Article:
Brampton Beast always skated on thin ice
Hugh MacLennan was a famous Canadian author whose seminal tome, Two Solitudes, was published in 1945. It explored what it meant to be French or English in a country very much divided along ethnic, religious and language lines.
English and French Canadians were just as divided along hockey lines.
To millions, there was a pathological adherence to their two favourite teams, the Toronto Maple Leafs or the Montreal Canadiens, the only clubs north of the 49th parallel in the six-team NHL.
In the halcyon years of the 1950s when the Canadiens won a ton of Stanley Cups, or the early 1960s, when the Leafs did the same, the fans followed each club with a religious fervor. It went beyond wins and losses, to something more cultural. It was Catholic Montreal versus Protestant Toronto.
Maybe it went beyond even that, to something anthropological.
MacLennan captured those fault lines in his famous book, but a quote later attributed to him defined it more succinctly, and in the game’s terms. “Hockey gives the release that strong liquor gives to a repressed man. It is the counterpoint of the Canadian self-restraint. It takes us back to the fiery blood of Gallic and Celtic ancestors who found themselves minorities in a cold new environment.”
Many Canadians, even entire extended families, identified themselves deeply with the blue or rouge.
There was some crossover, and Canadiens fans in Toronto were driven to the Habs by the team's English-language play-by-play man Danny Gallivan. His distinctive, high-cultured Haligonian lilt, with entertaining wordplay like "Savardian spinorama", drew the Quebec-based team to many English Canadians, and vice-versa. The Leafs' Foster Hewitt was pure Canadiana.
They were laying the groundwork for a Canajun vernacular that even today can be heard in hockey rinks and donut shops from St. John’s to Brampton.
Eventually their voices were stilled when they died.
They are echoes of our past, and the golden age of hockey.
The demographic makeup of cities like Brampton has changed dramatically since the six-team NHL, where even minor hockey reigned supreme as the sport of choice for thousands.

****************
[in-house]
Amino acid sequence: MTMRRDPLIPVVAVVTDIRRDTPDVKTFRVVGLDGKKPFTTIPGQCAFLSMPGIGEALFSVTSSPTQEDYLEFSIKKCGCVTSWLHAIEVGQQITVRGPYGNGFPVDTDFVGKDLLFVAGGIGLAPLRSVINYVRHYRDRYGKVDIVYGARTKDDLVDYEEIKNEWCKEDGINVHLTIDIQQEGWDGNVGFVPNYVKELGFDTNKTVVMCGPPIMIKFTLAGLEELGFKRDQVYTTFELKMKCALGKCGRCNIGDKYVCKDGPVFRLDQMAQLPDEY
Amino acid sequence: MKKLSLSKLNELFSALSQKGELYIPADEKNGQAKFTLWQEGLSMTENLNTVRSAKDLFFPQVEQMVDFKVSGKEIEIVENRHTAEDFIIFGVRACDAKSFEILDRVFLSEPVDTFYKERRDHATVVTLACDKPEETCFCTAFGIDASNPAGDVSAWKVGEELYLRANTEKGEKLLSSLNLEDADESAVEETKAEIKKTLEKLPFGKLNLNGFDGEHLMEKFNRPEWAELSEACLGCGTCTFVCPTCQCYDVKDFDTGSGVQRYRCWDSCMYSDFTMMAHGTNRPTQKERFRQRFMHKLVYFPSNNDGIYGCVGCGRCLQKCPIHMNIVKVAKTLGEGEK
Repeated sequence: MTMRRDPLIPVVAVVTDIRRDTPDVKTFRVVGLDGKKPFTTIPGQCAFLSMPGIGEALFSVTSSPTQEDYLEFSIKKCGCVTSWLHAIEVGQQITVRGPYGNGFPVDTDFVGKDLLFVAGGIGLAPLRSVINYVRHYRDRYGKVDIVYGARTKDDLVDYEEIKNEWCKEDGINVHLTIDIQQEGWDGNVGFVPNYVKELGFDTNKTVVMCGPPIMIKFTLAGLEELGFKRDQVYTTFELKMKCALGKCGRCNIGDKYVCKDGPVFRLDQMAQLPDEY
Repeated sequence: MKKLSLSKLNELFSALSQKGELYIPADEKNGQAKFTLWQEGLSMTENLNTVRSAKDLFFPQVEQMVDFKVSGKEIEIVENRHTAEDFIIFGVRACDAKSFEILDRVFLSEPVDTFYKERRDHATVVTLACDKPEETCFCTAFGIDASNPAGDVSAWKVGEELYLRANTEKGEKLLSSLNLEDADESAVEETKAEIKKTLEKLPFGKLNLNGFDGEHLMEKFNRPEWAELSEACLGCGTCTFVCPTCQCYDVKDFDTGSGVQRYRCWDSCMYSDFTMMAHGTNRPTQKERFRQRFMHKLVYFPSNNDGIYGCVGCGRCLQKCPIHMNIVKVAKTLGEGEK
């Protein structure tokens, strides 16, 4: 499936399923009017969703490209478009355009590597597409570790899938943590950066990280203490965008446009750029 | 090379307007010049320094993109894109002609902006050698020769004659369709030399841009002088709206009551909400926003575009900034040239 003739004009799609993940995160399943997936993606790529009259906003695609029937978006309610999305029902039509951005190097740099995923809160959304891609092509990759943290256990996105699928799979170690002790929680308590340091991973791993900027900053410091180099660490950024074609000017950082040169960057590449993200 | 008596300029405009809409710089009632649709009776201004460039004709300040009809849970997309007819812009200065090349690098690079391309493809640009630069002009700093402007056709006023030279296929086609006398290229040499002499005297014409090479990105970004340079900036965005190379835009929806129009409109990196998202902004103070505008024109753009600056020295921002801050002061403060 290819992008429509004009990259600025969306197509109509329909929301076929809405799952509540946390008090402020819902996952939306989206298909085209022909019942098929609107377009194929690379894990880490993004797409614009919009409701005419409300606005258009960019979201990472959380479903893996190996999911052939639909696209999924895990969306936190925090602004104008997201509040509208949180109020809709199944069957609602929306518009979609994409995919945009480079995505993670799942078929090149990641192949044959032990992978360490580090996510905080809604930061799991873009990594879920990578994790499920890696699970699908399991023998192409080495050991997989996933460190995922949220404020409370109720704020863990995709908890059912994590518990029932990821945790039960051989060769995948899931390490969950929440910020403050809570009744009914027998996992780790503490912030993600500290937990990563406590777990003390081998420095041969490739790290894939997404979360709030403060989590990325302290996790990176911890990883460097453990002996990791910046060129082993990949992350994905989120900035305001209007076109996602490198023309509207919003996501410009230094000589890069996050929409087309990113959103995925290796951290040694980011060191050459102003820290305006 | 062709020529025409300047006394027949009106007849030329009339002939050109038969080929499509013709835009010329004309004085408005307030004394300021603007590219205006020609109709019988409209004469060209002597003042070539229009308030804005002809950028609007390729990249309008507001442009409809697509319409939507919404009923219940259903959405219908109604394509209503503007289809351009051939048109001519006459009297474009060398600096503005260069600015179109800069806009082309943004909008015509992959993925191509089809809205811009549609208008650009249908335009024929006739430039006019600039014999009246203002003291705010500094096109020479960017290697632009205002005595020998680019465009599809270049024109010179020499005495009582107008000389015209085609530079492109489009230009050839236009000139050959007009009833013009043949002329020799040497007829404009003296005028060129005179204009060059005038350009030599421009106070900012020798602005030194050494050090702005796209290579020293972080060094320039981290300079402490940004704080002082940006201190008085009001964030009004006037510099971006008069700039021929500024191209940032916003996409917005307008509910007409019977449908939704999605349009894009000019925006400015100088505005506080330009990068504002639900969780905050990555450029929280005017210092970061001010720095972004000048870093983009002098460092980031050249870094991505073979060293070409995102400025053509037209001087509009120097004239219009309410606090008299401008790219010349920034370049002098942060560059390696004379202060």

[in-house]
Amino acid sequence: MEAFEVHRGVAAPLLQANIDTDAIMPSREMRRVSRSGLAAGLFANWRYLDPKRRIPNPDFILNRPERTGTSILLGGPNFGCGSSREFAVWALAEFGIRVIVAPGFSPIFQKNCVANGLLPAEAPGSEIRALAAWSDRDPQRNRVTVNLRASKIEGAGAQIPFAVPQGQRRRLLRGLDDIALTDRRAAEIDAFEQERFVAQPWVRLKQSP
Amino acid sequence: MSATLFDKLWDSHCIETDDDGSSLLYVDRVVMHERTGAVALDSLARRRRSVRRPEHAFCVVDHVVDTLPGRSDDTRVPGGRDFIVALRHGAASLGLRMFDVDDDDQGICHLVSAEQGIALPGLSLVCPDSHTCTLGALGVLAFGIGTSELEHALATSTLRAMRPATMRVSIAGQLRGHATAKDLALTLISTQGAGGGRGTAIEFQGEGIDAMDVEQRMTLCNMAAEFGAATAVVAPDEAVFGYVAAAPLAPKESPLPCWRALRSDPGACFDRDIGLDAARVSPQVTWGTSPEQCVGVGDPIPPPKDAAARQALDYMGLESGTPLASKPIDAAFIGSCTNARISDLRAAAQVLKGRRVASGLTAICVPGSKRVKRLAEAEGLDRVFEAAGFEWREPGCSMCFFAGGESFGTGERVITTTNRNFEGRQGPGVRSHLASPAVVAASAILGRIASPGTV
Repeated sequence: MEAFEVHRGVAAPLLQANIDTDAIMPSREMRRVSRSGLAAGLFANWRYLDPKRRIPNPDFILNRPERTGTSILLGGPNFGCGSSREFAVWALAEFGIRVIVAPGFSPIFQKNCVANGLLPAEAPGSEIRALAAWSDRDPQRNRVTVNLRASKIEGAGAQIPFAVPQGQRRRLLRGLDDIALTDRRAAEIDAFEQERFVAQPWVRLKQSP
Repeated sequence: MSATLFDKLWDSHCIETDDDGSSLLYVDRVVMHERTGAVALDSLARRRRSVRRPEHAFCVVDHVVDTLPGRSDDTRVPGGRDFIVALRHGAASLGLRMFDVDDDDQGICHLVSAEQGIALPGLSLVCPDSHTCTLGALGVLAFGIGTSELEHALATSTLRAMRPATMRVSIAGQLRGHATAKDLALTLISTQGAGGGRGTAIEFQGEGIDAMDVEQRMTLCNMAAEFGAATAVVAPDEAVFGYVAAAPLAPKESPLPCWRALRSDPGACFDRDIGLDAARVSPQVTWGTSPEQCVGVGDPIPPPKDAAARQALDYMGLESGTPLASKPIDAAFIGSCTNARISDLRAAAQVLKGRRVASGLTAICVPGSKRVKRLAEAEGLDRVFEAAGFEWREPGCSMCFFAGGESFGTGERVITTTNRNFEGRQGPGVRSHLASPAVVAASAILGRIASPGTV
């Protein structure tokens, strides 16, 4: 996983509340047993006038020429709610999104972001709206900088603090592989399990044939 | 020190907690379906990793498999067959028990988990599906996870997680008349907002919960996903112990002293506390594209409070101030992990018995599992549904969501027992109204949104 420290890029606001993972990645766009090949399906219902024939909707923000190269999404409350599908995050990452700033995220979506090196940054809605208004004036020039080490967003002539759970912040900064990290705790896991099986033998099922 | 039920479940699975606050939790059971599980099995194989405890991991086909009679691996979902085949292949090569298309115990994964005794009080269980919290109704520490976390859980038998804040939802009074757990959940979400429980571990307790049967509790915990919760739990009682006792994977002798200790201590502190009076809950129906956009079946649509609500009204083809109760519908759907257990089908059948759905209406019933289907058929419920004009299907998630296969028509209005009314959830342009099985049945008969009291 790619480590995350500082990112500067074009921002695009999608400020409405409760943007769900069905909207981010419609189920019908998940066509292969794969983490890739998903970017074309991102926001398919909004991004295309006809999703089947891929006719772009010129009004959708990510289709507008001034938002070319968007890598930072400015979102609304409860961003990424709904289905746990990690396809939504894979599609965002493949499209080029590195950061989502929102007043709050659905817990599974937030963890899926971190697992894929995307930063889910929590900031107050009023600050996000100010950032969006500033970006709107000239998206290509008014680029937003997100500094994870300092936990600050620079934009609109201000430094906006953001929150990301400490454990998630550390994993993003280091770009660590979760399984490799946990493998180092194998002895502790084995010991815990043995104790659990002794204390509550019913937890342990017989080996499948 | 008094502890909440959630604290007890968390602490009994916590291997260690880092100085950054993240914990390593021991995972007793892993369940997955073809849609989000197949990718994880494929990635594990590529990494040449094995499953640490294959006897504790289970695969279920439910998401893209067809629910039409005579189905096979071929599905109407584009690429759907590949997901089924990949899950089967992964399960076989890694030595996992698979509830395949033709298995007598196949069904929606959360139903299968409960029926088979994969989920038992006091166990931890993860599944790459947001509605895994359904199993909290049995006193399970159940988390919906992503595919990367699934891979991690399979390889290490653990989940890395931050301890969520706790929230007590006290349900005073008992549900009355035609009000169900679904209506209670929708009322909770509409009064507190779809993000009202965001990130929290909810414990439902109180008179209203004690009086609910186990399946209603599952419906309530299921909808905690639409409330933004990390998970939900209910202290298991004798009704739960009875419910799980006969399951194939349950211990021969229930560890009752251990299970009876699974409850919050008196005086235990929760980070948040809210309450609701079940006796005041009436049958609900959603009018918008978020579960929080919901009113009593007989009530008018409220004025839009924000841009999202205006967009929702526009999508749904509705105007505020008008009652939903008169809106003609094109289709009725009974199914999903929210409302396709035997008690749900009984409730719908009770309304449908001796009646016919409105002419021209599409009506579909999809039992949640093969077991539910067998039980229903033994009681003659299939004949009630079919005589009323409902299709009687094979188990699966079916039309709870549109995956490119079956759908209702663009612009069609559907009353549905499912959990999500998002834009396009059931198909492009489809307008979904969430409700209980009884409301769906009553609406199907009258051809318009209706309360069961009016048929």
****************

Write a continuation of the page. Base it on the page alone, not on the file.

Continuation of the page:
Not anymore. Not in Brampton.
This week, the Brampton Beast announced it was folding, leaving the ECHL – a mid-level professional hockey league based in Princeton, New Jersey, with teams scattered across the United States and Canada. It is a tier below the American Hockey League.
We’re talking the lowest of the low pro leagues here. The press release put out by the club ran under this headline… Brampton Beast a casualty of COVID-19.
No, it was not.
The team was already on life support, in the ICU.
The headline might have read… Brampton Beast ends affiliation because of a yawning lack of interest.
This week's release also said it was with regret that the team will cease operations.
This is questionable language as well.
Exchange regret with relief because this team always attracted a light dusting of fans – despite what the release said next...
“During seven plus years in Brampton, the Beast welcomed 680,000 cheering fans to the CAA Centre where they could find affordable, high quality entertainment.”
Maybe yes, maybe no, but 680,000!
In early 2020, the Beast were in the midst of a run at the playoffs and momentum was strong both on and off the ice, said the release, but because of the virus, the club, now in its seventh year, was forced to bid adios. Subsequently, it was also forced to suspend the entire 2021 season, and more recently has been unable to announce a 2021-22 schedule because of further uncertainty related to the pandemic.
“Three seasons of Covid was just too much for our modest hockey team to sustain,” said Cary Kaplan, its president and general manager.
The Beast, he noted, attended over 1,000 community events where team mascot, Boomer, led players at countless schools, hospitals, festivals, events and civic gatherings. That commitment to community spirit deserves thanks to the team and its players.
The intended effect never materialized. People stayed home.